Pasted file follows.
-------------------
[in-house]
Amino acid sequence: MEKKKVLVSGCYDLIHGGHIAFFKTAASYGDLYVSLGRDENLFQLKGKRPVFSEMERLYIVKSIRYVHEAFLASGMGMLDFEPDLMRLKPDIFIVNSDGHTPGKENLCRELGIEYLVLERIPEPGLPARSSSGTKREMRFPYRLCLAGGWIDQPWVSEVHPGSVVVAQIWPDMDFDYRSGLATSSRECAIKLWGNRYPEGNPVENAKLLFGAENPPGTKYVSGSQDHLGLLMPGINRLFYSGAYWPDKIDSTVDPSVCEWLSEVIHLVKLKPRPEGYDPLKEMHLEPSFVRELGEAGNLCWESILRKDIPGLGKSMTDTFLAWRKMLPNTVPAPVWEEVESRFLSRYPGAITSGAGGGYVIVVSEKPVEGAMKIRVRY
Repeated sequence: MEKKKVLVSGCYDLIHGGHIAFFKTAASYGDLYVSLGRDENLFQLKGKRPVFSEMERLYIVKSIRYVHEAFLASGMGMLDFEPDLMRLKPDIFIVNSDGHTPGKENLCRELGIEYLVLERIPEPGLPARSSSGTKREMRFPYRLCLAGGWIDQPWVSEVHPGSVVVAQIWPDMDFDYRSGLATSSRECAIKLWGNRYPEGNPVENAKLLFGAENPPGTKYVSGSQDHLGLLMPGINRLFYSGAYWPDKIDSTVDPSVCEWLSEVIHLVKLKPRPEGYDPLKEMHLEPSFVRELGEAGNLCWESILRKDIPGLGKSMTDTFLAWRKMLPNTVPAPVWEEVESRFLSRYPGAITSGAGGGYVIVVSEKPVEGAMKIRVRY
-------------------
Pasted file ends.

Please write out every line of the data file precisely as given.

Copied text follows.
[in-house]
Amino acid sequence: MEKKKVLVSGCYDLIHGGHIAFFKTAASYGDLYVSLGRDENLFQLKGKRPVFSEMERLYIVKSIRYVHEAFLASGMGMLDFEPDLMRLKPDIFIVNSDGHTPGKENLCRELGIEYLVLERIPEPGLPARSSSGTKREMRFPYRLCLAGGWIDQPWVSEVHPGSVVVAQIWPDMDFDYRSGLATSSRECAIKLWGNRYPEGNPVENAKLLFGAENPPGTKYVSGSQDHLGLLMPGINRLFYSGAYWPDKIDSTVDPSVCEWLSEVIHLVKLKPRPEGYDPLKEMHLEPSFVRELGEAGNLCWESILRKDIPGLGKSMTDTFLAWRKMLPNTVPAPVWEEVESRFLSRYPGAITSGAGGGYVIVVSEKPVEGAMKIRVRY
Repeated sequence: MEKKKVLVSGCYDLIHGGHIAFFKTAASYGDLYVSLGRDENLFQLKGKRPVFSEMERLYIVKSIRYVHEAFLASGMGMLDFEPDLMRLKPDIFIVNSDGHTPGKENLCRELGIEYLVLERIPEPGLPARSSSGTKREMRFPYRLCLAGGWIDQPWVSEVHPGSVVVAQIWPDMDFDYRSGLATSSRECAIKLWGNRYPEGNPVENAKLLFGAENPPGTKYVSGSQDHLGLLMPGINRLFYSGAYWPDKIDSTVDPSVCEWLSEVIHLVKLKPRPEGYDPLKEMHLEPSFVRELGEAGNLCWESILRKDIPGLGKSMTDTFLAWRKMLPNTVPAPVWEEVESRFLSRYPGAITSGAGGGYVIVVSEKPVEGAMKIRVRY